There are more than one billion firearms in the world but 85 per cent of those are in the hands of civilians, with the remainder held by law enforcement and the military, according to the Small Arms Survey.
The survey, produced by the Graduate Institute of International and Development Studies in Geneva, says it bases its estimates based on multiple sources, including civilian firearms registration data from 133 countries and territories and survey results in 56 countries.
Of the 857 million guns owned by civilians, 393 million are in the United States – more than all of the firearms held by ordinary citizens in the other top 25 countries combined.
“The biggest force pushing up gun ownership around the world is civilian ownership in the United States,” said Aaron Karp, one of the authors of the report which compiles new data from the last ten years.
“Ordinary American people buy approximately 14 million new and imported guns every year,” Mr Karp told a news conference at UN headquarters in New York.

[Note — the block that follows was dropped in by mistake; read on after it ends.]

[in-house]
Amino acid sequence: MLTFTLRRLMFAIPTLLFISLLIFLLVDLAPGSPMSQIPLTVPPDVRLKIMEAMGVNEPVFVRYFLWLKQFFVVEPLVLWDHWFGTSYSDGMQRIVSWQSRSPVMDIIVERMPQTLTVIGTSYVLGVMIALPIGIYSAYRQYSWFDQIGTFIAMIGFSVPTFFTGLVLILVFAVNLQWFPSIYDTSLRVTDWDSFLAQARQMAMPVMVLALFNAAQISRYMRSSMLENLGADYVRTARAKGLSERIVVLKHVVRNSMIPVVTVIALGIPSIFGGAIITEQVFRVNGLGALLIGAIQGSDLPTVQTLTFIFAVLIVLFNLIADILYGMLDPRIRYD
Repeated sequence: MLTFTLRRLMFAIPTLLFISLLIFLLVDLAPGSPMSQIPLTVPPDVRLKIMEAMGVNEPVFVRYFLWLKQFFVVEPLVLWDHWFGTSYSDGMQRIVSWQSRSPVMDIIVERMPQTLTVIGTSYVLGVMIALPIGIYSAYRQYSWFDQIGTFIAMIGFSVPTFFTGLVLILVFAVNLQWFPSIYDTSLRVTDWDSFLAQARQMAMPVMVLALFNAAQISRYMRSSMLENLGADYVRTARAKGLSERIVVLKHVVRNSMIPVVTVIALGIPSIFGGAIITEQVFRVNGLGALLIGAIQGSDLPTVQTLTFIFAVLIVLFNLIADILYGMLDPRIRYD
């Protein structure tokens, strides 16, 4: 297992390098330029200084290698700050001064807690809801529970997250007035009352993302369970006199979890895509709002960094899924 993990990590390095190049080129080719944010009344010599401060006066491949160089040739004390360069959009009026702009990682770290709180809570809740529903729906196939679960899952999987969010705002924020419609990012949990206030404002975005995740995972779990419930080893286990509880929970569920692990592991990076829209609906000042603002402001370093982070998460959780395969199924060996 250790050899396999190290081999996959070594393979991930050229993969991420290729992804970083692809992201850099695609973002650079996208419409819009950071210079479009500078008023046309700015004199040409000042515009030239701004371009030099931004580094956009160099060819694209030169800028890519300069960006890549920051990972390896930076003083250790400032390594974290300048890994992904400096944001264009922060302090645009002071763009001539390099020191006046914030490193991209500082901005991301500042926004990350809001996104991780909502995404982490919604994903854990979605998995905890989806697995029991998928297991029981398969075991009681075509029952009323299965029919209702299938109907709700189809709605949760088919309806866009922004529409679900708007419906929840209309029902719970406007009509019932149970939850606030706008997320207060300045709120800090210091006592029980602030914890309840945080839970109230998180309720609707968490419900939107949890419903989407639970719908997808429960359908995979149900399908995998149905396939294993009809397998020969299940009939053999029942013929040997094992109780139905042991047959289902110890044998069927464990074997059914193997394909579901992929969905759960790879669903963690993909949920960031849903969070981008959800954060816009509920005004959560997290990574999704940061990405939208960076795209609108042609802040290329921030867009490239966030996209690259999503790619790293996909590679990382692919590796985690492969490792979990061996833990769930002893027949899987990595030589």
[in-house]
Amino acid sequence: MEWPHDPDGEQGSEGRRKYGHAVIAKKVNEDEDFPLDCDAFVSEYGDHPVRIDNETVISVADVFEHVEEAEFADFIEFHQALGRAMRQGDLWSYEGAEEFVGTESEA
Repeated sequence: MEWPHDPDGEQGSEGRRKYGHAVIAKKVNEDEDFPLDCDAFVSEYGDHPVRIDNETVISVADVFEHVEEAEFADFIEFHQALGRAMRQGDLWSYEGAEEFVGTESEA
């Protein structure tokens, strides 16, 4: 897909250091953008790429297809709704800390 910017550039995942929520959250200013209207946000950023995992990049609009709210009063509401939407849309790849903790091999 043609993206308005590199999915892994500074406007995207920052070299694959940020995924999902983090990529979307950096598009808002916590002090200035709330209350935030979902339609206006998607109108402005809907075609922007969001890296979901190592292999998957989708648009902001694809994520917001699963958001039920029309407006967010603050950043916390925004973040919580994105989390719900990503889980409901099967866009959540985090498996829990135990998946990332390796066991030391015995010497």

Americans have access to powerful firearms that are not available in many other countries due to tighter legislation.
“Why are they buying them? That’s another debate. Above all, they are buying them probably because they can. The American market is extraordinarily permissive,” he said.
Gun ownership rates vary across the world, with 121 firearms for every 100 residents in the United States compared to 53 in Yemen, 39 in Montenegro, and 35 in Canada.
Japan and Indonesia are at the other end of the spectrum with less than one firearm per 100 people.
Only 28 countries released information on their military stockpiles while 28 nations offered information the firearms owned by law enforcement agencies.
Civilian firearms registration data was available for 133 countries and territories. Survey results were used